Judge Cox seeks appeal court seat
While former Second Circuit Court of Appeal Judge James Stewart, now Caddo District Attorney, will see his successor determined in this Saturday’s election (March 5), it will be November before we know the outcome of the challenge for 20-year incumbent Judge Jay Caraway’s seat on the appeal court bench.
As noted in Forum’s Feb. 17 issue, 26th Judicial District Court Judge Jeff Cox last month announced his intention to pursue election to Caraway’s seat.
Although Cox’s announcement may seem early, this November race will involve a far larger number of voters and geography than those casting votes in Saturday’s race. Cox and Caraway will need a good bit of time to take their respective messages to voters in Claiborne, Union, Lincoln, Caldwell, Bienville, Jackson and Winn parishes – the voters who’ll make the decision about this contested seat on the Second Circuit Court of Appeal.
“Why am I running? Because I believe the people deserve someone that is out there for service; I believe that we represent the population. We represent the people, and I want to be able to do that. I have prayed about this a lot and talked to my family a lot about this, and we discussed it. It’s something that was laid on my heart that this is a job that I want to do.
“And it is a service position to me to be able to serve the public and represent those in the district, so it’s not that I’m running against anyone; it’s that I’m running to do the job,” Cox said.
Cox has been a judge on the 26th Judicial District Court bench for 11 years and believes that experience along with his business background are important considerations in his candidacy.
“I think I bring a wealth of experience from being on the trial bench – I think I bring a wealth of business information. My family was in the funeral home – the cemetery business for over 40 years in the local community. We had Centuries and Hillcrest. We had cemeteries in Natchitoches, Jonesboro and Winnfield,” Cox said.
Cox said additional considerations include his experience as a prosecutor with the Bossier-Webster District Attorney’s Office and as an attorney in private practice.
“I dealt with people as a prosecutor in the courtroom – assisting victims in the worst times of their lives. I was an elder care attorney – that’s what I specialized in – elder care and helping people with their estate plans, helping people walk through time when they had lost somebody – being able to serve them and being very sensitive to their needs. So that’s what I specialized in. And then I was able to bring that to the district attorney’s office. I handled numerous misdemeanor type trials; I handled felonies. I handled several jury trials before I was elected to be a judge.”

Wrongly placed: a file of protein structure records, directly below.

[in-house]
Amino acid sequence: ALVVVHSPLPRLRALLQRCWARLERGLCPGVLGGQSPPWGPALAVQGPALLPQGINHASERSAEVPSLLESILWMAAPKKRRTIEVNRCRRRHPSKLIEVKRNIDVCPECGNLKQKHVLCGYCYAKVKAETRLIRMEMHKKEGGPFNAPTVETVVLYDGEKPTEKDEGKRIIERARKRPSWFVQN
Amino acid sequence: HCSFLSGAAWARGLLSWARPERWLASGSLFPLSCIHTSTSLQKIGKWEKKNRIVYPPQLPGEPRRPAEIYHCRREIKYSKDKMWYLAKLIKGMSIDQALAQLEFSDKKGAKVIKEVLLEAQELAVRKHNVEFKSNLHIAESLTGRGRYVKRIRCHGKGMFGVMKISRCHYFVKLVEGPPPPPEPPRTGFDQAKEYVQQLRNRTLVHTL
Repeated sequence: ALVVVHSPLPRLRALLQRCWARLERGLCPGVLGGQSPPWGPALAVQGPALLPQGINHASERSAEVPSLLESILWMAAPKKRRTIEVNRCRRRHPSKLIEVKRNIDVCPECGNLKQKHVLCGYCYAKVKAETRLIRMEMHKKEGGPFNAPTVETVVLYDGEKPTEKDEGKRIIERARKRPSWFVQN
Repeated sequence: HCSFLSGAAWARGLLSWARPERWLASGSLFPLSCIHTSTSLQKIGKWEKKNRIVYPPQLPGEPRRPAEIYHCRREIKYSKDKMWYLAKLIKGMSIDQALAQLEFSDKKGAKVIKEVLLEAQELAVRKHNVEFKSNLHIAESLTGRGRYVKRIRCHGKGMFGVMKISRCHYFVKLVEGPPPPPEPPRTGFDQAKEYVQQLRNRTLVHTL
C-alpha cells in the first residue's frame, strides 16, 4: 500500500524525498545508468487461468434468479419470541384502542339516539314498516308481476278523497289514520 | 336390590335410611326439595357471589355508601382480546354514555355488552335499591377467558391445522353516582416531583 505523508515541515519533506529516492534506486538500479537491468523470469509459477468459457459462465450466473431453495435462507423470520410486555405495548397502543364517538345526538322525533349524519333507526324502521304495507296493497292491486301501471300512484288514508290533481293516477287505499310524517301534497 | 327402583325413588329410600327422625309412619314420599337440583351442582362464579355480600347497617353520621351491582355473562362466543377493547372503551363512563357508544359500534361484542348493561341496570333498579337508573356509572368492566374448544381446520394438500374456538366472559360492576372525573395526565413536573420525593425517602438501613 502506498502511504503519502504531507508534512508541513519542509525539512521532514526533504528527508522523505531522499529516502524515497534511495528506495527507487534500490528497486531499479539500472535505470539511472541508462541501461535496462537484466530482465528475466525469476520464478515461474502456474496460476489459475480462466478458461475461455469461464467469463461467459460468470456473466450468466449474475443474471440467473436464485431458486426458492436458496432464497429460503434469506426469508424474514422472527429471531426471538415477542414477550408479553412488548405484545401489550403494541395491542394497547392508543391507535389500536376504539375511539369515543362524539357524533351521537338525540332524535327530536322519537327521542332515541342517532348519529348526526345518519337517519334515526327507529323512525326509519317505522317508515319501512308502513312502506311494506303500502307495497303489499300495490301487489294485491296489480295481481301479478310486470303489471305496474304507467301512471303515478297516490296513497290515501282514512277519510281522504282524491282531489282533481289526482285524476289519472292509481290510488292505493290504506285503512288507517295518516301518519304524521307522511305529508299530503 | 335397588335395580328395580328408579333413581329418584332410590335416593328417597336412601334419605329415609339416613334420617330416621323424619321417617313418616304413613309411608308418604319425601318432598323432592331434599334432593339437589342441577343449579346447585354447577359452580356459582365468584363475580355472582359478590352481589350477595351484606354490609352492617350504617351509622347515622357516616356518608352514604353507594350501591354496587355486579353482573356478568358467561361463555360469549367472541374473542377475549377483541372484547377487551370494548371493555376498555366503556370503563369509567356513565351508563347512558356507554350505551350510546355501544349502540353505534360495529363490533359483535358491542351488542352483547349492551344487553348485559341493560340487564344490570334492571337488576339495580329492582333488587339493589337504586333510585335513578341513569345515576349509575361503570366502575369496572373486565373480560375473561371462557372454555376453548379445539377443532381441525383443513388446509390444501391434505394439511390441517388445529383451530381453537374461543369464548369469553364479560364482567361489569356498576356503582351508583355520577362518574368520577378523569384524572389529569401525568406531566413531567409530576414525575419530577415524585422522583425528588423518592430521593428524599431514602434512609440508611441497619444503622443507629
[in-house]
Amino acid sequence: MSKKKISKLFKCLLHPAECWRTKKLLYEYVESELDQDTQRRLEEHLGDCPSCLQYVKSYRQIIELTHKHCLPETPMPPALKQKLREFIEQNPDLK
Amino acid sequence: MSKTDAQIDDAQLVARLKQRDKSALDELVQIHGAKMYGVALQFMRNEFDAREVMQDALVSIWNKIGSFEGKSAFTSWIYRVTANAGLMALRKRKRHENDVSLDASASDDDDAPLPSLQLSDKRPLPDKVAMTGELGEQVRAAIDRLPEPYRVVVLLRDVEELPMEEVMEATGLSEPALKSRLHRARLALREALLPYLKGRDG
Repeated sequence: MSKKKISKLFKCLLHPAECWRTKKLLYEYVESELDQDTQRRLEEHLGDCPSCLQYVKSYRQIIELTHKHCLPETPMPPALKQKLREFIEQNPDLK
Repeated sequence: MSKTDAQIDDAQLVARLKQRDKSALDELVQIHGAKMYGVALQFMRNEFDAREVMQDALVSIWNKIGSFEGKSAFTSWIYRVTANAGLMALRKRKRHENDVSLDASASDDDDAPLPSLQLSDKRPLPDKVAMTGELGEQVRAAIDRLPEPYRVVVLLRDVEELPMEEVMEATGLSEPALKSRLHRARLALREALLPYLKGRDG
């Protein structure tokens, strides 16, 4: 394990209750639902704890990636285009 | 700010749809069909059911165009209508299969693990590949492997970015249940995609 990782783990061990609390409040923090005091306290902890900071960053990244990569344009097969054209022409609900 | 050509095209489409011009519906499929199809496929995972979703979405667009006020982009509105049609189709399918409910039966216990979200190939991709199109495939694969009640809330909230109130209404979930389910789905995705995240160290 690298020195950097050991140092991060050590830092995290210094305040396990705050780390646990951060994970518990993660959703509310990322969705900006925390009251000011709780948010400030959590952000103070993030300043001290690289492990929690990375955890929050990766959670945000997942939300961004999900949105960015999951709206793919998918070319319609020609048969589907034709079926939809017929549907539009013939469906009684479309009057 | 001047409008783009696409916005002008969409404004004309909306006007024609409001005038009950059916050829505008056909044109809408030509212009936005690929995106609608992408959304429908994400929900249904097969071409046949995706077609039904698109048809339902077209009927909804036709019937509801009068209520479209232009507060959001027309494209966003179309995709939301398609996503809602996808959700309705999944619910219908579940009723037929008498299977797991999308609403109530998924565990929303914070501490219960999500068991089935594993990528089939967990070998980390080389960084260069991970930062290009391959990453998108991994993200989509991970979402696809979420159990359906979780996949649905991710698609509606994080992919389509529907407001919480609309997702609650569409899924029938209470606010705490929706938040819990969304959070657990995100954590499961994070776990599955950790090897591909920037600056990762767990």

Cox said he’s a strict interpreter of the Constitution and doesn’t believe in legislating from the bench. He also teaches at the Criminal Justice Academy and seminars, most recently a domestic violence seminar at Bossier Parish Community College. He would like to be more involved in these education efforts in the future.
Finally, Cox said a change in the law concerning the voting districts of the circuit courts of appeal, effective January 2017, could preclude Cox from running for a seat on the court for several years. So he decided this is time for him to run.
“But the other side of it is, we did pray about this; we looked at all of this and tried to make those decisions based on what we thought God wanted us to do,” Cox said.
Over the next months before Caraway and Cox meet at the Nov. 9 ballot box, we’ll look more closely at these candidates, what their attorney peers say about them, and how they fare on review of their decisions by higher courts.